Film Review: Mirror Mirror (1990) Weird But Watchable Hybrid
The film Mirror Mirror stars Karen Black in a campily entertaining role as the mother of a Goth Girl gone bad.
Mirror Mirror (1990), directed by Marina Sargenti from a script by Annette and Gina Cascone; starring Karen Black, Kristin Datillo, Rainbow Harvest, Yvonne DeCarlo, and William Sanderson.
Mirror Mirror is a weirdly hybrid genre film that could only have grown out of the Golden Age of Teen Horror Films, aka the '80s. It’s a part-slasher, part-high-school-drama, and part-demonic-possession flick. It’s strange and campy in some places and scary in others. Its various pieces don’t necessarily fit comfortably together. Nevertheless, Mirror Mirror is worth watching. The ending isn’t typical of a classic slasher, and the near-perfect late 80s/early 90s zeitgeist is a treat for fans of that era.
The film starts out with a prologue set in 1939. A young woman is stabbing another to death in her bedroom, while radio music plays and an ornate full-length mirror shakes, makes weird noises, and starts to bleed. The prologue ends and the story moves to the main event.
This begins in the present time (early 90s in this film), as a real estate agent and an antiques dealer sort through the belongings of an elderly woman who has just died, in preparation for selling her house. The furnishings include the same mirror from the prologue and a box of old diaries and books. The antiques dealer, played by an unrecognizable Yvonne De Carlo (almost thirty years on from her halcyon days as Lily Munster), takes possession of the box and prepares to sell the other furnishings, including the mirror.
The buyers of the house, however, decide to purchase the mirror and keep it with the house. They are Susan Gordon, a recent widow, and her teenage daughter, Megan. Mrs. Gordon provides most of the camp in the film as a self-absorbed neurotic dressed in over-the-top florals and ever-changing wigs. She’s played memorably by Karen Black, who at the time was in the early stages of her inexplicable slide from Oscar-nominated A-Lister to low-budget camp horror queen. Megan is played by '80s teen star Rainbow Harvest (her actual name), who bears a startling resemblance to the young Wynona Ryder. The director/producers play up the resemblance for all its worth, by dressing Megan in Goth clothes and heavy make-up that Lydia Deitz from Beetlejuice would have loved.
At her new school, Megan predictably falls afoul of the usual spoiled Mean Girls and their dopey, subservient jock admirers. The butt of constant teasing, Megan is befriended by All-American Nice Girl Nikki Chandler (Kristin Datillo), who feels sorry for her and tries to help her fit in. Meanwhile, Emelin, the antiques dealer, reads the diaries and books she found in the Gordons' house, and discovers it was once occupied by the Weatherwood sisters, one of whom practiced black magic that centered around the creepy old mirror — which is now in Megan’s bedroom.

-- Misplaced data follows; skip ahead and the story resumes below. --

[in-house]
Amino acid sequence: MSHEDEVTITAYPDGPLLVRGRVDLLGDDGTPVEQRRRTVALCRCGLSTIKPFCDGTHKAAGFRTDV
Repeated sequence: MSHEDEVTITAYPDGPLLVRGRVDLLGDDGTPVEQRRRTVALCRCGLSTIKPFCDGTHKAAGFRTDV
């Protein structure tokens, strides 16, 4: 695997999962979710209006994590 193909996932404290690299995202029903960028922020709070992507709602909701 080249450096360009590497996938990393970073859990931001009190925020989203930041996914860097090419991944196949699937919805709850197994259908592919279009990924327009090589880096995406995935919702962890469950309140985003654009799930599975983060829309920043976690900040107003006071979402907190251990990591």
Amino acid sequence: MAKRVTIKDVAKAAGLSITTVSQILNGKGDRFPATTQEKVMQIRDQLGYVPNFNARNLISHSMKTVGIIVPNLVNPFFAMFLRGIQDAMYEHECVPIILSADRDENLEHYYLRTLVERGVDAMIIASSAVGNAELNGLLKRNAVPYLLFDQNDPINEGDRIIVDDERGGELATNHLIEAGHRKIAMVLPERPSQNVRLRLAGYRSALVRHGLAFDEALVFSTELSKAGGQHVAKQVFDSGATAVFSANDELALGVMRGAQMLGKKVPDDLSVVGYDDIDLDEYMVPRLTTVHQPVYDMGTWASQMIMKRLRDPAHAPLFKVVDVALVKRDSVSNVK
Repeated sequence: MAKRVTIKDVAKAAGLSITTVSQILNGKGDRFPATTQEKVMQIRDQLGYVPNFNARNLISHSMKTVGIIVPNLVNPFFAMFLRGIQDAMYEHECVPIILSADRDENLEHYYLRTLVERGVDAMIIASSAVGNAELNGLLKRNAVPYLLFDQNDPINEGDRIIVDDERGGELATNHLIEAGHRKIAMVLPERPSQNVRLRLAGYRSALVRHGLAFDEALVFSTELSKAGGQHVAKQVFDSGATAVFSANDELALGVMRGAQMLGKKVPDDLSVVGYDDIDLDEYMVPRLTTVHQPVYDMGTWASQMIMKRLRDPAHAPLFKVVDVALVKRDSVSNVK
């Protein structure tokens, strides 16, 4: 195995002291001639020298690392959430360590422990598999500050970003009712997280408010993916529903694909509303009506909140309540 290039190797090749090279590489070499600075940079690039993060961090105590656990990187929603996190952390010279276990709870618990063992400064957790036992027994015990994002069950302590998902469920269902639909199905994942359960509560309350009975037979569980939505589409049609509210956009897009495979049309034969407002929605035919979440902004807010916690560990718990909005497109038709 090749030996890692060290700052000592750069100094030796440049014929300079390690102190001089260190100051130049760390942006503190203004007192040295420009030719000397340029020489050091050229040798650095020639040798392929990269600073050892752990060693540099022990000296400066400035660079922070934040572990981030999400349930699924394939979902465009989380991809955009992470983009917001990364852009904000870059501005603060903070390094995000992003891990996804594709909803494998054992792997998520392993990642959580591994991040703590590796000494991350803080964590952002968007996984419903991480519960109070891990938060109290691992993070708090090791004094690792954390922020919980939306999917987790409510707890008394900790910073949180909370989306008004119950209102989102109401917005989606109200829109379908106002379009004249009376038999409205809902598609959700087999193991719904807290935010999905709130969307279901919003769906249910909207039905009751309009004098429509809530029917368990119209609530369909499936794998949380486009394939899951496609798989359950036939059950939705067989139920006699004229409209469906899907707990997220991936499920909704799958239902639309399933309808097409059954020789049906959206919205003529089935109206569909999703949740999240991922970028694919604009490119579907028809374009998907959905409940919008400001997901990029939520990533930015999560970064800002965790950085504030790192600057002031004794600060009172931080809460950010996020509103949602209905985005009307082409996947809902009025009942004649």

The mirror begins to exhibit strange phenomena and Megan soon discovers that the more she engages with it, the more she seems to develop scary, supernatural powers. Predictably, she uses those powers to punish her tormentors, who include a reigning Mean Girl named Charlene Kane (Charlie Spradling) and Stephen Tobolowski, in his familiar role as a jerky school teacher.
At first the punishments are relatively mild, but they become gruesome and fatal as the mirror’s power over Megan grows. First to go is Charlene’s boyfriend, then Charlene herself; it goes on and on until Nikki turns against Megan, at which point the possessed Megan goes after Nikki. To the film’s credit, the final confrontation between Nikki and Megan doesn’t end the way the viewer expects. Nice Girl Nikki does indeed triumph as the Final Girl, but in the end the mirror still wins — sort of. The various death scenes are creepy and/or creative, especially one that takes place in a bathtub and a garbage disposal scene that ends up as a viewer might reasonably expect.
For a low-budget, teen-oriented horror film, Mirror Mirror has some fairly prominent talent on display, including Black; the Original Goth Girl De Carlo; Tobolowski; and William Sanderson, the well-traveled character actor who played Sebastian in Blade Runner and the sheriff in True Blood. Sanderson has a hilarious role as a suitor for Black, although he’s not used as much as he could have been. Rainbow Harvest is an excellent actress, who unfortunately quit acting a year after this film debuted and seemingly disappeared off the face of the earth.
Despite its flaws, Mirror Mirror is decently watchable and is under-appreciated at a 5.6/10 audience rating at IMdB. I feel it at least deserves a 6; maybe a little higher. Currently streaming at U.S. Amazon, free to Prime members.